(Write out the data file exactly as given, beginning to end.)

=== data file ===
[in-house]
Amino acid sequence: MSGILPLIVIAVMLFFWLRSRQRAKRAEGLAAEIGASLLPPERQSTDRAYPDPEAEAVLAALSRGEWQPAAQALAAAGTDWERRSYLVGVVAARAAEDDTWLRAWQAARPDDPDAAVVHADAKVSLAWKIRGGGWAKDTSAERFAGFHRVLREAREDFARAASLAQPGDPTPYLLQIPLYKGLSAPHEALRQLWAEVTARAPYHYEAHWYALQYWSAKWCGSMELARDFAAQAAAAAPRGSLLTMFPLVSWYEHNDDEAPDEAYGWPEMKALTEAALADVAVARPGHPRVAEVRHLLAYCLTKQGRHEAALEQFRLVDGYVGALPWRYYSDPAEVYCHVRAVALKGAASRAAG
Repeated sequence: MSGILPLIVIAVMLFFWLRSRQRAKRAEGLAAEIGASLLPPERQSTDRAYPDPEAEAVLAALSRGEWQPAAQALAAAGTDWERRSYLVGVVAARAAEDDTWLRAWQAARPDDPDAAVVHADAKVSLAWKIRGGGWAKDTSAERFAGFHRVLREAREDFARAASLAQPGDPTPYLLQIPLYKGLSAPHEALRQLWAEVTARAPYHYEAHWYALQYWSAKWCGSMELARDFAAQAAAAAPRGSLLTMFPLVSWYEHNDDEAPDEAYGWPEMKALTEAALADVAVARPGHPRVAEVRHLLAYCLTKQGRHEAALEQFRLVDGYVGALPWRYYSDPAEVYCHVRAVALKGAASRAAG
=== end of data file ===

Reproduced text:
[in-house]
Amino acid sequence: MSGILPLIVIAVMLFFWLRSRQRAKRAEGLAAEIGASLLPPERQSTDRAYPDPEAEAVLAALSRGEWQPAAQALAAAGTDWERRSYLVGVVAARAAEDDTWLRAWQAARPDDPDAAVVHADAKVSLAWKIRGGGWAKDTSAERFAGFHRVLREAREDFARAASLAQPGDPTPYLLQIPLYKGLSAPHEALRQLWAEVTARAPYHYEAHWYALQYWSAKWCGSMELARDFAAQAAAAAPRGSLLTMFPLVSWYEHNDDEAPDEAYGWPEMKALTEAALADVAVARPGHPRVAEVRHLLAYCLTKQGRHEAALEQFRLVDGYVGALPWRYYSDPAEVYCHVRAVALKGAASRAAG
Repeated sequence: MSGILPLIVIAVMLFFWLRSRQRAKRAEGLAAEIGASLLPPERQSTDRAYPDPEAEAVLAALSRGEWQPAAQALAAAGTDWERRSYLVGVVAARAAEDDTWLRAWQAARPDDPDAAVVHADAKVSLAWKIRGGGWAKDTSAERFAGFHRVLREAREDFARAASLAQPGDPTPYLLQIPLYKGLSAPHEALRQLWAEVTARAPYHYEAHWYALQYWSAKWCGSMELARDFAAQAAAAAPRGSLLTMFPLVSWYEHNDDEAPDEAYGWPEMKALTEAALADVAVARPGHPRVAEVRHLLAYCLTKQGRHEAALEQFRLVDGYVGALPWRYYSDPAEVYCHVRAVALKGAASRAAG